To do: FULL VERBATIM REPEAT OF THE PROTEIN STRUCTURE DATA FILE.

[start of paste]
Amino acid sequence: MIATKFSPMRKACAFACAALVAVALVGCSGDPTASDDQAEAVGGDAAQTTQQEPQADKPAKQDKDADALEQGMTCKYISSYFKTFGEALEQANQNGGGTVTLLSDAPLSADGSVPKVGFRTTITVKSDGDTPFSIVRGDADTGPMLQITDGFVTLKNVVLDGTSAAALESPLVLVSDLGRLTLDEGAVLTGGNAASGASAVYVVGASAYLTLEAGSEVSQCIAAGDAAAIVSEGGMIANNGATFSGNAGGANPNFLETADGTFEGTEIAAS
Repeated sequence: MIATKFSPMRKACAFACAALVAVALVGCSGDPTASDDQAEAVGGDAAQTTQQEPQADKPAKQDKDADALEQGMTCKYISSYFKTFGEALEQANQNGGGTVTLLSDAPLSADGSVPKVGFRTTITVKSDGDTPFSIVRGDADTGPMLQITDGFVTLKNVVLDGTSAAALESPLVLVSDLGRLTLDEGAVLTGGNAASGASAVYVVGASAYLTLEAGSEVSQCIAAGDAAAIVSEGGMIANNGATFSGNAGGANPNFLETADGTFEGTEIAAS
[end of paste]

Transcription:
Amino acid sequence: MIATKFSPMRKACAFACAALVAVALVGCSGDPTASDDQAEAVGGDAAQTTQQEPQADKPAKQDKDADALEQGMTCKYISSYFKTFGEALEQANQNGGGTVTLLSDAPLSADGSVPKVGFRTTITVKSDGDTPFSIVRGDADTGPMLQITDGFVTLKNVVLDGTSAAALESPLVLVSDLGRLTLDEGAVLTGGNAASGASAVYVVGASAYLTLEAGSEVSQCIAAGDAAAIVSEGGMIANNGATFSGNAGGANPNFLETADGTFEGTEIAAS
Repeated sequence: MIATKFSPMRKACAFACAALVAVALVGCSGDPTASDDQAEAVGGDAAQTTQQEPQADKPAKQDKDADALEQGMTCKYISSYFKTFGEALEQANQNGGGTVTLLSDAPLSADGSVPKVGFRTTITVKSDGDTPFSIVRGDADTGPMLQITDGFVTLKNVVLDGTSAAALESPLVLVSDLGRLTLDEGAVLTGGNAASGASAVYVVGASAYLTLEAGSEVSQCIAAGDAAAIVSEGGMIANNGATFSGNAGGANPNFLETADGTFEGTEIAAS